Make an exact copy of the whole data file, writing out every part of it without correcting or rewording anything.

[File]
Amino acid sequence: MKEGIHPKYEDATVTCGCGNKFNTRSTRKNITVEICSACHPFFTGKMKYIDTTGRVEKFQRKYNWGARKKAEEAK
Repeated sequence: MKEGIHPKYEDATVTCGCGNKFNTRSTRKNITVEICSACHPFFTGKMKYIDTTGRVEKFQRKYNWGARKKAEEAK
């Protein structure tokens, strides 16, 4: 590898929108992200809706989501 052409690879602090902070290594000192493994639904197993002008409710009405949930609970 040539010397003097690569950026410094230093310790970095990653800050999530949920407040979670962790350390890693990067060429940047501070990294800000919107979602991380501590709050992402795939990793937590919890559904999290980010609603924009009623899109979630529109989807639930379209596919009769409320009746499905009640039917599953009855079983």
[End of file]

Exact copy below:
Amino acid sequence: MKEGIHPKYEDATVTCGCGNKFNTRSTRKNITVEICSACHPFFTGKMKYIDTTGRVEKFQRKYNWGARKKAEEAK
Repeated sequence: MKEGIHPKYEDATVTCGCGNKFNTRSTRKNITVEICSACHPFFTGKMKYIDTTGRVEKFQRKYNWGARKKAEEAK
């Protein structure tokens, strides 16, 4: 590898929108992200809706989501 052409690879602090902070290594000192493994639904197993002008409710009405949930609970 040539010397003097690569950026410094230093310790970095990653800050999530949920407040979670962790350390890693990067060429940047501070990294800000919107979602991380501590709050992402795939990793937590919890559904999290980010609603924009009623899109979630529109989807639930379209596919009769409320009746499905009640039917599953009855079983």